The Lessons We've Learned | TRUTH News

Last Wednesday evening the Haitian amputee soccer team ended their American Goodwill Tour with an exhilarating exhibition match against the FC Dallas Youth Developmental Team and a magical award ceremony halftime show. 

The Haitian amputee soccer team weren't able to take home an official trophy last month in their series victory against the United States in Irvine, California. Nevertheless, Operation Go Quickly President Fred Sorrells prepared a trophy and medals in secret upon his return to Texas.

With the help of his close friend Randy Schoening, Fred was able to prepare a super roster of decorative individuals to present the medals to Haitian amputee soccer team. Presenters ranged from war veterans to professional athletes and the Haitians were elated when it came to receiving their medals. Of course the trophy was presented by no other than the Buckley's. Greg and Melissa Buckley lost their daughter Emily, last year to cancer. The Buckley's ran into the Haitian's two years ago after they discovered that Emily had to amputate her leg due to cancer. Before they left the hospital, a deep connection was established between the family and the team. Before the team left the hospital, they promised Emily that they would win her a trophy and bring it to her. A year later in 2016, Emily had pass to be with her heavenly Father.

Two of the presenters were players for the University of Arkansas at Little Rock women's soccer team. Number 14 Defender Lisa Ryan and Number 20 Forward Fali Garuba shared their account of their experience on presenting the medals to the Haitians. Lisa who is studying graphic design moved from County Durham, England and Fali who is studying nursing was born in Nigeria and moved to America when she was just 7 years old.

It was a "Pleasure to be around the team because they were so nice and enjoyable people, they are very uplifting and they are just happy to be here. You see it that they wanna play soccer." Lisa stated. Its fantastic to see the drive and moral and to be out here," Lisa stated.

"It's just really cool to see the hope that they have and the joy that they show to be able to play the game of soccer," said "Fali. She added, "It has really taught me a lot and them being here has really served me." 

The Haitians met the UALR women's soccer team for the first time after an evening practice on Thursday the 17th. It was by divine intervention that one of the players got to meet the Haitian's after they played in her hometown of Aledo, Texas.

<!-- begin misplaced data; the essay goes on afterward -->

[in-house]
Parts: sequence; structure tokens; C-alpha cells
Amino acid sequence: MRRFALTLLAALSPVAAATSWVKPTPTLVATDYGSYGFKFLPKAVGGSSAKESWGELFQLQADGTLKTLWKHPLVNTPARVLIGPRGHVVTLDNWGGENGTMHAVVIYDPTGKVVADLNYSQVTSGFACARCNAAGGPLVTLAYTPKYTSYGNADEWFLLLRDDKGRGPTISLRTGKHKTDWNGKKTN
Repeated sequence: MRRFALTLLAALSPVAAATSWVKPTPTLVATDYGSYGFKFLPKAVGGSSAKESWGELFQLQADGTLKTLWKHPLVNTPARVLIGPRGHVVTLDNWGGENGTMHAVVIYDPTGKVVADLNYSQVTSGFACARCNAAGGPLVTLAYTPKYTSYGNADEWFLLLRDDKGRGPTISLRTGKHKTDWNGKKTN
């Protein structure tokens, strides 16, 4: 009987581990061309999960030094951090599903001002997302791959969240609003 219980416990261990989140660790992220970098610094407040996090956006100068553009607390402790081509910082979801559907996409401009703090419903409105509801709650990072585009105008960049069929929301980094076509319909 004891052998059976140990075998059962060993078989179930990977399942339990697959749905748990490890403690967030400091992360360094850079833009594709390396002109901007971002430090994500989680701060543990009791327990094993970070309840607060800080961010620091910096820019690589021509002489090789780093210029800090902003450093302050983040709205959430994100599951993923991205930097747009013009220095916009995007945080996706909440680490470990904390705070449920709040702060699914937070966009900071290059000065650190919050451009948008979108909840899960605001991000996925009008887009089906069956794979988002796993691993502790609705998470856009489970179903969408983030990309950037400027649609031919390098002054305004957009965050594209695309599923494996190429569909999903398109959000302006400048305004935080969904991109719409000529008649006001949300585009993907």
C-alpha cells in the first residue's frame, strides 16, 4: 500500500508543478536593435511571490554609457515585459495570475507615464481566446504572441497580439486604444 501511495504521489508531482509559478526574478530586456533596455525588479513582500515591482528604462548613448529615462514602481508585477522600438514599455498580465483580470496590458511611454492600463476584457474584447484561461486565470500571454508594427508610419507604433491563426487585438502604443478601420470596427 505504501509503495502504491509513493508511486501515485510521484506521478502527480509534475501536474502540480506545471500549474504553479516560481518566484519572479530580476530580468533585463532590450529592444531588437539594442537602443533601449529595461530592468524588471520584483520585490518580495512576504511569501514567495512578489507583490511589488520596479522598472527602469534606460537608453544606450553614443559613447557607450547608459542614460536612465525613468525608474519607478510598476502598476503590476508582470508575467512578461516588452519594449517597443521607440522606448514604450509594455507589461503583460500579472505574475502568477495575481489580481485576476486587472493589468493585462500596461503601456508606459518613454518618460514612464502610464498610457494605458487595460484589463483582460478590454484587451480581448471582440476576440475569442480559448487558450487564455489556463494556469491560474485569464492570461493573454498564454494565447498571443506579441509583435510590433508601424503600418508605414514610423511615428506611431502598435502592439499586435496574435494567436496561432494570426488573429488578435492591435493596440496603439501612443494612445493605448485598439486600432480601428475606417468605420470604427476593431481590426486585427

Freshman Forward Peyton Laughley was informed a few weeks before that the Haitian amputee soccer team would be visiting Aledo High School to practice, play and collect soccer equipment all while raising awareness of the challenges and achievements that those with disabilities encounter. Unfortunately, Peyton had already moved to Little Rock at the time and was dismayed to miss the opportunity to watch the team play. However, Little Rock Coach Blewitt announced that the team would be coming to the women's very own stadium. This made her elated to have a second chance in seeing the team play in person.

"Hearing these men's stories and watching them play inspired me. I take many aspects of my life for granted, making mountains out of molehills. I see how these men overcame unimaginable hardship to laugh, sweat, and grind through a soccer game just like I do. This experience has widened my perspective to the many opportunities that amputees have, and gave me hope to push through whatever struggles I have to keep playing the game I love," said Peyton.

Former player, and current manager Harrison Hayworth also had a divine moment when she met the Haitians. Harrison had to put her soccer career on the side because of multiple concussions. The sophomore who is studying engineering was marveled by the the Haitian's abilities to overcome unbelievable trials. This helped her relate to the obstacles she had to conquer with subsequent concussions. After her fifth concussion, the doctor warned Harrison that the next one would onset to dementia. With a whole career of engineering ahead of her, Harrison had to take precaution with the risks and stick to her studies. She plans on becoming a civil engineer one day and work with road and bridges.As the acting manager she organizes for the team.

Upon their arrival in Port Au Prince last Friday, the Haitian's were greeted by the press and spectators. Before the team left Haiti over a month ago, they promised their country that they would come back with a trophy. Now they get to proudly display their accomplishments to restore hope.

The team was also blessed with a plethora of soccer equipment and forearm crutches.  A month ago, a prosthetists named Adline from Port au Prince helped organize the first women's amputee soccer team tryout. Now with more equipment to work with she will be able to expand the women's amputee soccer program exponentially.

Operation Go Quickly is working on setting up the team to travel to Colombia at the end of November for another major soccer tournament. This competition is expected to draw many countries. To find out ways to get involved with the Haitian Amputee Soccer Team, check out the Operation Go Quickly website.

 

 

 

Links Used:
Operation Go Quickly

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